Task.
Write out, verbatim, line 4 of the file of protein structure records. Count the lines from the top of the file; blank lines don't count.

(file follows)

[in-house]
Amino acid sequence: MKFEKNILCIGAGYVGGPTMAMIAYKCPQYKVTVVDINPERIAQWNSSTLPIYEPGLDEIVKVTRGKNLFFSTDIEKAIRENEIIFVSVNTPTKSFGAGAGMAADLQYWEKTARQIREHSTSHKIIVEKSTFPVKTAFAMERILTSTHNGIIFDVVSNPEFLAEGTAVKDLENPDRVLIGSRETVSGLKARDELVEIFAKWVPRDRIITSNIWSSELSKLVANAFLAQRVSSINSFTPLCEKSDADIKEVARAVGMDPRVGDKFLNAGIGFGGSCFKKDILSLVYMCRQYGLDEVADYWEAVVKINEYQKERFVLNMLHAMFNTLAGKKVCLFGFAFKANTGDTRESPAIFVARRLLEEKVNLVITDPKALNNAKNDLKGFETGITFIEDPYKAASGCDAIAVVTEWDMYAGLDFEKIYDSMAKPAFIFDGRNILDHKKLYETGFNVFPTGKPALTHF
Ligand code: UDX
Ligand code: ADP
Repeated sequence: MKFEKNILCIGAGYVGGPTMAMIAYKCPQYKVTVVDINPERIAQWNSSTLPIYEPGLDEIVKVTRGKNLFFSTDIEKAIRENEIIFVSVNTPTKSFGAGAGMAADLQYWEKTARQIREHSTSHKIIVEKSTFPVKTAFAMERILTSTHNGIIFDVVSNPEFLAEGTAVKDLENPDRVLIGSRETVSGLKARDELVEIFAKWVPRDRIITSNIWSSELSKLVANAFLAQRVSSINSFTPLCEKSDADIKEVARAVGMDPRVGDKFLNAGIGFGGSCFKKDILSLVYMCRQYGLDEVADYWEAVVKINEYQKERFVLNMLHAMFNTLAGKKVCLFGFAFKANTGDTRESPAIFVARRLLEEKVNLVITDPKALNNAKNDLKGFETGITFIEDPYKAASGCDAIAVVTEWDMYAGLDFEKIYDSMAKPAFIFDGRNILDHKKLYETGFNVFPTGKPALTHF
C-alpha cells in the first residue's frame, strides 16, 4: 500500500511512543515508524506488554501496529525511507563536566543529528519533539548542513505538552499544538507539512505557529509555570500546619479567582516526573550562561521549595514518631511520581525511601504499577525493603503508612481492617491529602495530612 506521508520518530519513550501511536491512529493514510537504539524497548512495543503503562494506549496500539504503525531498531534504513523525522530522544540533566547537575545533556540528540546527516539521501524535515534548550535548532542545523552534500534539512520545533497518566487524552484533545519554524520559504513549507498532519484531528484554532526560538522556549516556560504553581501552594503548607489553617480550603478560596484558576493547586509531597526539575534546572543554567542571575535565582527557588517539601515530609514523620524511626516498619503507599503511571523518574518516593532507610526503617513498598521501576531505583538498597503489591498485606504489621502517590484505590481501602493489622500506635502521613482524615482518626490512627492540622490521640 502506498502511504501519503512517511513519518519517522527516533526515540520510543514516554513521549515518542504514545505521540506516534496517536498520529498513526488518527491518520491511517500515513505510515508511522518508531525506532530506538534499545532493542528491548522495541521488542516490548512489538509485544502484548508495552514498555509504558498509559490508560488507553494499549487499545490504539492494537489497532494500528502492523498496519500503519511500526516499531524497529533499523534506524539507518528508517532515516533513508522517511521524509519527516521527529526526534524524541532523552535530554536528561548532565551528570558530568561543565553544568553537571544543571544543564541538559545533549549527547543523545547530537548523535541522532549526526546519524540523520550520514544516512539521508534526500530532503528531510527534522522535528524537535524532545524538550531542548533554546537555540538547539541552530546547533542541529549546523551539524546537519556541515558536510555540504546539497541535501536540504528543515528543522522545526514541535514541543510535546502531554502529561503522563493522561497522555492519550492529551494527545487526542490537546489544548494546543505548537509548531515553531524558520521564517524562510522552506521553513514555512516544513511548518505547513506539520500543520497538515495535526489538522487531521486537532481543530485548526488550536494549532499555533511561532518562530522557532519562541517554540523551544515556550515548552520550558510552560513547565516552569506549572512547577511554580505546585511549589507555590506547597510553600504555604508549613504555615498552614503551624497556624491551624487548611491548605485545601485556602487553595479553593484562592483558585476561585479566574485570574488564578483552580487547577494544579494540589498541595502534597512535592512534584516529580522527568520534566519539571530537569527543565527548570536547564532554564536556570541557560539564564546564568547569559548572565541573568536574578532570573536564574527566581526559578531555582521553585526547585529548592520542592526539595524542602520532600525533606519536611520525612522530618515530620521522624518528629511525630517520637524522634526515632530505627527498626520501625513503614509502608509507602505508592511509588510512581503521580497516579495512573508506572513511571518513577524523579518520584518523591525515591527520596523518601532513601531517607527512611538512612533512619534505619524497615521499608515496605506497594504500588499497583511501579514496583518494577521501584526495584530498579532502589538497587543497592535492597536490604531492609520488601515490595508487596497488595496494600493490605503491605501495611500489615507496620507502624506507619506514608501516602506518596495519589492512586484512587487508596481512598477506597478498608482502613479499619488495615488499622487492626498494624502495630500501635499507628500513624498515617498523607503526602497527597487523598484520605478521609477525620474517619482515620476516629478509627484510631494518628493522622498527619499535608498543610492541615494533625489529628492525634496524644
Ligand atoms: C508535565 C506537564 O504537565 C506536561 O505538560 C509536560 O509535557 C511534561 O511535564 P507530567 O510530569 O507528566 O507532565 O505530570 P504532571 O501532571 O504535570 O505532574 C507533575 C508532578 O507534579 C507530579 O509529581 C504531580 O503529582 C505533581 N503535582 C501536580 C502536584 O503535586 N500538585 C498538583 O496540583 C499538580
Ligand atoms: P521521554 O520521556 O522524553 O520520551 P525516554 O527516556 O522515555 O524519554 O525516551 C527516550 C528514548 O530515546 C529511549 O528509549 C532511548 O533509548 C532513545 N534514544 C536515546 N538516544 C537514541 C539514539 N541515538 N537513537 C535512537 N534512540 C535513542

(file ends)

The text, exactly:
Ligand code: ADP